Statius, Achilleid 2. 96 ff :\"[The young Akhilleus (Achilles) addresses Odysseus after his discovery on the island of Skyros (Scyrus) :] Even in my years of crawling infancy, when the Thessalian sage [Kheiron (Chiron)] received me on his stark mountain-side, I am said to have devoured no wonted food, nor to have sated my hunger at the nourishing breast, but to have gnawed the tough entrails of lions and the bowels of a half-slain she-wolf. That was my first bread, that the bounty of joyous Bacchus [Dionysos, i.e. wine], in such wise did that father of mine [Kheiron (Chiron)] feed me. Then he taught me to go with him through pathless deserts, dragging me on with mighty stride, and to laugh at sight of the wild beasts, nor tremble at the shattering of rocks by rushing torrents or at the silence of the lonely forest. Already at that time weapons were in my hand and quivers on my shoulders, the love of steel grew apace within me, and my skin was hardened by much sun and frost; nor were my limbs weakened by soft couches, but I shared the hard rock with my master's mighty frame.Scarce had my youth turned the wheel of twice six years, when already he made me outpace the swift hinds and Lapith steeds and running overtake the flung dart; often Chiron himself, while yet he was swift of foot, chased me at full gallop with headlong speed o'er the plains, and when I was exhausted by roaming over the meads he praised me joyously and hoisted me upon his back. Often too in the first freezing of the streams he would bid me go upon them with light step nor break the ice. These were my boyhood's glories . . .Never would he suffer me to follow unwarlike does through the pathless glens of Ossa, or lay low timid lynxes with my spear, but only to drive angry bears from their resting-places, and boars with lightning thrust; or if anywhere a mighty tiger lurked or a lioness with her cubs in some secret lair upon the mountain-side, he himself, seated in his vast cave, awaited my exploits, if perchance I should return bespattered with dark blood; nor did he admit me to his embrace before he had scanned my weapons. And already I was being prepared for the armed tumults of neighbouring folk, and no fashion of savage warfare passed me by . . .Scarce could I recount all my doings, successful though they were; now he instructs me to climb and grasp the airy mountain-peak, with what stride to run upon the level, how to catch flung stones in mimic battle on my shielded arm, to pass through burning houses, and to check flying four-horse teams on foot. Spercheus, I remember, was flowing with rapid current, fed full with constant rains and melted snows and carrying on its flood boulders and living trees, when the sent me in, there where the waves rolled fiercest, and bade me stand against them and hurl back the swelling billows that he himself could scarce have borne, though he stood to face them with so many a limb. I stove to stand, but the violence of the stream and the dizzy panic of the broad spate forced me to give ground; he loomed o'er me from above and fiercely threatened, and flung taunts to shame me. Nor did I depart till he gave me word, so far did the lofty love of fame constrain me, and my toils were not too hard with such a witness.For to fling the Oebalian quoit far out of sight into the clouds, or to practise the holds of the sleek-wrestling bout, and to scatter blows with the boxing-gloves were sport and rest to me: nor laboured I more therein that when I struck with my quill the sounding strings, or told the wondrous fame of heroes of old. Also did he teach me of juices and the grasses that succour disease, what remedy will staunch to fast a flow of blood, what will lull to sleep, what will close gaping wounds; what plague should be checked with a knife, what will yield to herbs; and he implanted deep within my heart the precepts of divine justice, whereby he was wont to give revered laws to the tribes that dwell on Pelion, and tame his own twy-formed folk [the Kentauroi (Centaurs)]. So much do I remember, friends, of the training of my earliest years, and sweet is their remembrance.\"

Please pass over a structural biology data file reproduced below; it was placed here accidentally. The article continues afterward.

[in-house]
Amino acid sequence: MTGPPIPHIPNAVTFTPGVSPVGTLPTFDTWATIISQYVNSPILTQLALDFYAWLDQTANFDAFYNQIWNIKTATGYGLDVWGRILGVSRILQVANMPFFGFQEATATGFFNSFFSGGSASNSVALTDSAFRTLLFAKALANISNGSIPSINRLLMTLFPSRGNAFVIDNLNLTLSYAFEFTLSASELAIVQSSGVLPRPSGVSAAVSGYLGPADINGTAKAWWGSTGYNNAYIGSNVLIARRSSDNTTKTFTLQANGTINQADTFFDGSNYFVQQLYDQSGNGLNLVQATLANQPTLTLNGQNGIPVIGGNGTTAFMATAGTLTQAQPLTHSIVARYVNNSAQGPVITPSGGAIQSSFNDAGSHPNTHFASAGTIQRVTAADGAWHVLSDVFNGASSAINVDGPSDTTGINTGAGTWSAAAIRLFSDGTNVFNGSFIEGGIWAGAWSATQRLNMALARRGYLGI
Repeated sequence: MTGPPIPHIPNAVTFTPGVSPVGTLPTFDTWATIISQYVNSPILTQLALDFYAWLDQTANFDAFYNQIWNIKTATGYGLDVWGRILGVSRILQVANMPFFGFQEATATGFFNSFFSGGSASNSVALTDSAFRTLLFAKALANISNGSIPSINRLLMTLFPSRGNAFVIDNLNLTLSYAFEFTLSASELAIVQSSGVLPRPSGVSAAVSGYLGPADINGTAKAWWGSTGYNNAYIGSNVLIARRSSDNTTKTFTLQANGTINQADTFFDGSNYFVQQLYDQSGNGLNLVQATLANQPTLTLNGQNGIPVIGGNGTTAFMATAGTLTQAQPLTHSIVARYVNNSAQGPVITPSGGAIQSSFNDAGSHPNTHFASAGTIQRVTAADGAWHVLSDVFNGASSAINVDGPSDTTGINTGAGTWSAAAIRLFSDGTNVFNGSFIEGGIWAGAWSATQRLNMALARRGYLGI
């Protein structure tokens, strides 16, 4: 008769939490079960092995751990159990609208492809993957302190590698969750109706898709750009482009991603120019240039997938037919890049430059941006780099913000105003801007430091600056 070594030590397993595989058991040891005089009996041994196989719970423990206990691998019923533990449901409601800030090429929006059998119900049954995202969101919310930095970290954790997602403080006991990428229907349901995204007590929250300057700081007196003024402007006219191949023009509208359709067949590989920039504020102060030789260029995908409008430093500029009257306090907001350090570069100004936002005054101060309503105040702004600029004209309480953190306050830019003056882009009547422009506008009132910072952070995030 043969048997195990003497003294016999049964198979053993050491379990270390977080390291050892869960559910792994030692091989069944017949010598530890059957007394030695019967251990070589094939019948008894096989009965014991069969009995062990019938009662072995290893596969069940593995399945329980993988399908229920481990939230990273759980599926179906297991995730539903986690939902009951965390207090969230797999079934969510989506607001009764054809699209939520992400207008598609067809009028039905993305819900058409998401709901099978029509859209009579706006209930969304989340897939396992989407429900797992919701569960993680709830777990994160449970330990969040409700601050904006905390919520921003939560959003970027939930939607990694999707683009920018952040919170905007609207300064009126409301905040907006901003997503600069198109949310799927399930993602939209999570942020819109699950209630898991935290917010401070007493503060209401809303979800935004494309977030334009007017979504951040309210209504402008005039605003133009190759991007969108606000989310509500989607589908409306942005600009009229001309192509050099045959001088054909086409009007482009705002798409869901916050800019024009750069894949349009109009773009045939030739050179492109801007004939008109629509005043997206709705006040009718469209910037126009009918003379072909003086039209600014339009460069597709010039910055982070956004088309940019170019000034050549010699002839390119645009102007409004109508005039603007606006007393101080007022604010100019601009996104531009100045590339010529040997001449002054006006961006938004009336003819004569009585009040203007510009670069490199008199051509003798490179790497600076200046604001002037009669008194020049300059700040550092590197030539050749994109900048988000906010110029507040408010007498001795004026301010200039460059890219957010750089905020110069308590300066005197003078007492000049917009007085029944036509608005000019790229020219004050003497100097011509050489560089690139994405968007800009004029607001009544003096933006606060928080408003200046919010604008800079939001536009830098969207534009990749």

Ovid, Metamorphoses 2. 649 ff (trans. Melville) (Roman epic C1st B.C. to C1st A.D.) :\"[Kheiron (Chiron)], you, immortal now and destined by your birthright to live on through all eternity, will long to die when you are tortured by the serpent's blood [i.e. poisoned by an arrow coated with Hydra's blood], that agonizing poison in your wounds; and, saved from immortality, the gods shall put you in death's power, and the three Goddesses [Moirai, Fates] shall unloose your threads of fate.\"
I sat there for what seemed like an eternity, simply enjoying the soft breeze in my face and a cold beer. The hotel was fully booked but I never noticed it for one second. Instead, the serenity of this place wrapped itself around me like a warm blanket. I could imagine why some of the biggest celebrities on the planet choose Mas de Torrent to get away from it all. This place is simply blissful! 1e1e36bf2d